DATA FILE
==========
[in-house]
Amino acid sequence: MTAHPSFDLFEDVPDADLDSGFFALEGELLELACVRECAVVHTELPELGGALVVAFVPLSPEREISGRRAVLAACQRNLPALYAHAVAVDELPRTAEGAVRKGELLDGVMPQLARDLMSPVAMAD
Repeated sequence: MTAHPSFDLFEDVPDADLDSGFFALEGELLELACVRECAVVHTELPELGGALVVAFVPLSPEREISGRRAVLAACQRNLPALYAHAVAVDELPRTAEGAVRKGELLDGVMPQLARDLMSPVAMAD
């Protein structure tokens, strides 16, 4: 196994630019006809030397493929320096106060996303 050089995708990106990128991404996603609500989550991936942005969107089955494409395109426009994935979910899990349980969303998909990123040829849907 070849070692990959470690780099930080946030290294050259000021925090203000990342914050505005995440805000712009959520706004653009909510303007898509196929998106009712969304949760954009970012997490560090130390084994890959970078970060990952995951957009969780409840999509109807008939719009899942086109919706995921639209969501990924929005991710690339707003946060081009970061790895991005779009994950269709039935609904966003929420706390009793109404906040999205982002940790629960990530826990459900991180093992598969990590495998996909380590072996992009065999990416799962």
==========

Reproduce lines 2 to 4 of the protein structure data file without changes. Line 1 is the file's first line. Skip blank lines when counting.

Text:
Amino acid sequence: MTAHPSFDLFEDVPDADLDSGFFALEGELLELACVRECAVVHTELPELGGALVVAFVPLSPEREISGRRAVLAACQRNLPALYAHAVAVDELPRTAEGAVRKGELLDGVMPQLARDLMSPVAMAD
Repeated sequence: MTAHPSFDLFEDVPDADLDSGFFALEGELLELACVRECAVVHTELPELGGALVVAFVPLSPEREISGRRAVLAACQRNLPALYAHAVAVDELPRTAEGAVRKGELLDGVMPQLARDLMSPVAMAD
């Protein structure tokens, strides 16, 4: 196994630019006809030397493929320096106060996303 050089995708990106990128991404996603609500989550991936942005969107089955494409395109426009994935979910899990349980969303998909990123040829849907 070849070692990959470690780099930080946030290294050259000021925090203000990342914050505005995440805000712009959520706004653009909510303007898509196929998106009712969304949760954009970012997490560090130390084994890959970078970060990952995951957009969780409840999509109807008939719009899942086109919706995921639209969501990924929005991710690339707003946060081009970061790895991005779009994950269709039935609904966003929420706390009793109404906040999205982002940790629960990530826990459900991180093992598969990590495998996909380590072996992009065999990416799962």